1997 E36 328i recomendations on diff, clutch etc for drifting

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  1. 1997 E36 328i recomendations on diff, clutch etc for drifting 
    #1
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    chasman's Car Details
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    hi, as a few of you know, i have a 328i auto and want to convert it to a manual. but while im there i might aswell upgrade everything as i want to take the car on a DWYB day and keep it quite realiable. so can someone help with the questions i have

    1. whats the best clutch & flywheel to use (been told E30 flywheel is the way to go off a 325 iirc??) and also been told dual mass flywheels are s*** and abit weak?
    2. what diff is recomended (dont want to weld mine) i know e36 m3 evo diffs are bulit proof but will this work with a 328i prop etc and what work is needed? need to get a new propshaft anyway as im doing the conversion.
    3. is it worth fitting a M3 subframe reinforcement plates? will be giving the car some serious stick so dont want any damage done to chassis
    4. any over recomendations?

    thanks guys


    1996 E36 328I vert
     
     

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    mark@vorny.co.uk's Car Details
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    Can anybody offer the OP any advice ?
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    #3
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    mark beardmore's Car Details
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    aftermarket lightweight flywheel would be ideal, driftworks do one, a good quality standard m3 clutch should work and, i assume your going to be using the five speed box as its more durable than the six speeder, if thats the case you want a 328 or 3.0 m3 lsd, i believe that most get the diff uprated with extra plates to increase the percentage of lock for drifting!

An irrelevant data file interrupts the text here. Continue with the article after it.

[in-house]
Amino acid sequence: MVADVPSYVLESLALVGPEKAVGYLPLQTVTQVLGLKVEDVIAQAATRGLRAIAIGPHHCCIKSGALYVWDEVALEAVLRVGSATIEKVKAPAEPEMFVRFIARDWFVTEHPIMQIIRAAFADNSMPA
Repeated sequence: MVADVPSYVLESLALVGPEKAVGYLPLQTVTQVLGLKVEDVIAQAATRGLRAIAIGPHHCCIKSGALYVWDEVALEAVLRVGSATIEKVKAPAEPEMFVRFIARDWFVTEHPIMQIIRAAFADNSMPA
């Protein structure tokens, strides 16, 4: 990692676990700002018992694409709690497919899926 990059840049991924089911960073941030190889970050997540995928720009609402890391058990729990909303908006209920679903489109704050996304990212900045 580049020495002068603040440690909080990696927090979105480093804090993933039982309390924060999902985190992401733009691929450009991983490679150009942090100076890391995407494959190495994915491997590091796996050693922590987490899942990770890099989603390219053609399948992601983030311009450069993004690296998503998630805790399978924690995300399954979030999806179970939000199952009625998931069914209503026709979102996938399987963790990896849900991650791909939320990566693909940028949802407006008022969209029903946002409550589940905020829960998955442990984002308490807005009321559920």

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    #4
    Si.
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    as above really, im just about to change to the single mass flywheel from DW on mine, using a standard LUK clutch and braided line, dont think the auto's have a CDV but if they do bin it.

    as for reinforcing the diff, there are loads of peeps running e36's with very basic mod's ive never really heard of any major probs with regards to the chassis damage
     
     

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    #5
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    Hi si, have u had ur flywheel fitted, as im looking to get a lightweight 1 from driftworks. Just want to know the advantages and disadvantages
     
     

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    #6
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    kiwi328's Car Details
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    It'll be a lot more expensive to repair the subframe if you don't reinforce it.
    You might as well use your current clutch untill you destroy it.
    Benefits of a lightweight flywheel is that the engine has less weight to get moving. Thus freeing up a tiny bit of power(same effect as running underdrive pulleys). But if you go too light you run the risk of it exploding(worst case senario) and the engine will drop or gain revs faster between shifts making it orkward to drive
    Si. why would an auto have a clutch delay valve?
     
     

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